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NEA Sets Up Super PAC

Already one of the biggest campaign spenders in the nation, the National Education Association is poised to become still more influential through its creation of a super political action committee, which has no set limits on how much the union can spend on political activity.

There were quite a few breathless headlines last week when Richard Trumka, the president of the AFL-CIO, a labor umbrella organization, announced it would set up a super PAC and funnel less money directly to Democrats. The NEA beat the AFL-CIO by 10 months, filing the papers to create a super PAC last October.

There are a few key differences between traditional PACs and so-called super PACs. Traditional PACs have been around since the mid-20th century and allow direct campaign contributions, subject to specific rules and spending caps. Notably, they can only be funded through voluntary donations by union members, not through dues deductions.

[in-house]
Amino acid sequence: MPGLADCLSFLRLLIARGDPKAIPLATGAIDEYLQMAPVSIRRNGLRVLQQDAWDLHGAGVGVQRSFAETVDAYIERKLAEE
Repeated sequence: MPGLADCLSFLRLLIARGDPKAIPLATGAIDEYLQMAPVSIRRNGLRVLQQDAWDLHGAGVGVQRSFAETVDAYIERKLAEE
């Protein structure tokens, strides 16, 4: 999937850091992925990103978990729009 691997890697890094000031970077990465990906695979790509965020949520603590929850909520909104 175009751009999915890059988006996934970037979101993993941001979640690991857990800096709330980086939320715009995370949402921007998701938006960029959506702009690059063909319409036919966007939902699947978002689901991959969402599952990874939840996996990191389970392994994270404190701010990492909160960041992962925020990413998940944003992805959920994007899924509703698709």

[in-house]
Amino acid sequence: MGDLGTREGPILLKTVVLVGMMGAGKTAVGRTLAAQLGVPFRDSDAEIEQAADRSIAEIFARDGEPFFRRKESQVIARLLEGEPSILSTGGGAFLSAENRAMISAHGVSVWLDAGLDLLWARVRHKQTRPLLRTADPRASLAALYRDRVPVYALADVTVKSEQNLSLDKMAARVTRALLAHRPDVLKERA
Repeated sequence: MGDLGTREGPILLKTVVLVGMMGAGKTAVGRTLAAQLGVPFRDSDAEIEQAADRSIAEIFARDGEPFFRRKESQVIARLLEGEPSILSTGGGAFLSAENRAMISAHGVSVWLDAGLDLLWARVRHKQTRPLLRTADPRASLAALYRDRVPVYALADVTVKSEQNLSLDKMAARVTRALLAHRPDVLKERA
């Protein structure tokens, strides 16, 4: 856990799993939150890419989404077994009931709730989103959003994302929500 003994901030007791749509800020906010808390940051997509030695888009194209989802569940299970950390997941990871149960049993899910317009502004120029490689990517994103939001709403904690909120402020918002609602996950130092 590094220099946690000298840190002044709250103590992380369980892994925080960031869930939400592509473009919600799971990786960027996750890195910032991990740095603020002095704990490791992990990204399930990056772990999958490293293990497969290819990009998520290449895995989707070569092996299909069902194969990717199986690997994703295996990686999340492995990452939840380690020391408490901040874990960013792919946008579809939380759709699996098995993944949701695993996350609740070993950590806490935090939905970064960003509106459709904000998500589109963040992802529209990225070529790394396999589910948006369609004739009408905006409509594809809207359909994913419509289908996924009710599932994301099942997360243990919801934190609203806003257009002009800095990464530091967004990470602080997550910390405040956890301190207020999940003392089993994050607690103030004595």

Super PACs sprung up in the wake of the ruling in last year's Supreme Court decision in Citizens United v. Federal Election Commission. They cannot be used to directly fund candidates, but they can be used to advocate for and against candidates in other ways. And, of course, there are no caps on this spending.

So far, the union has spent some $4 million through the super PAC, mainly to finance groups opposing Republican candidates. Find out more at opensecrets.org.

As far as I can tell, the American Federation of Teachers has not set up a super PAC of its own.. But as an AFL-CIO member, the AFT will probably be able to influence the spending of that group's Super PAC dollars. (Despite some rapprochement, NEA remains officially unaffiliated with the AFL-CIO.)

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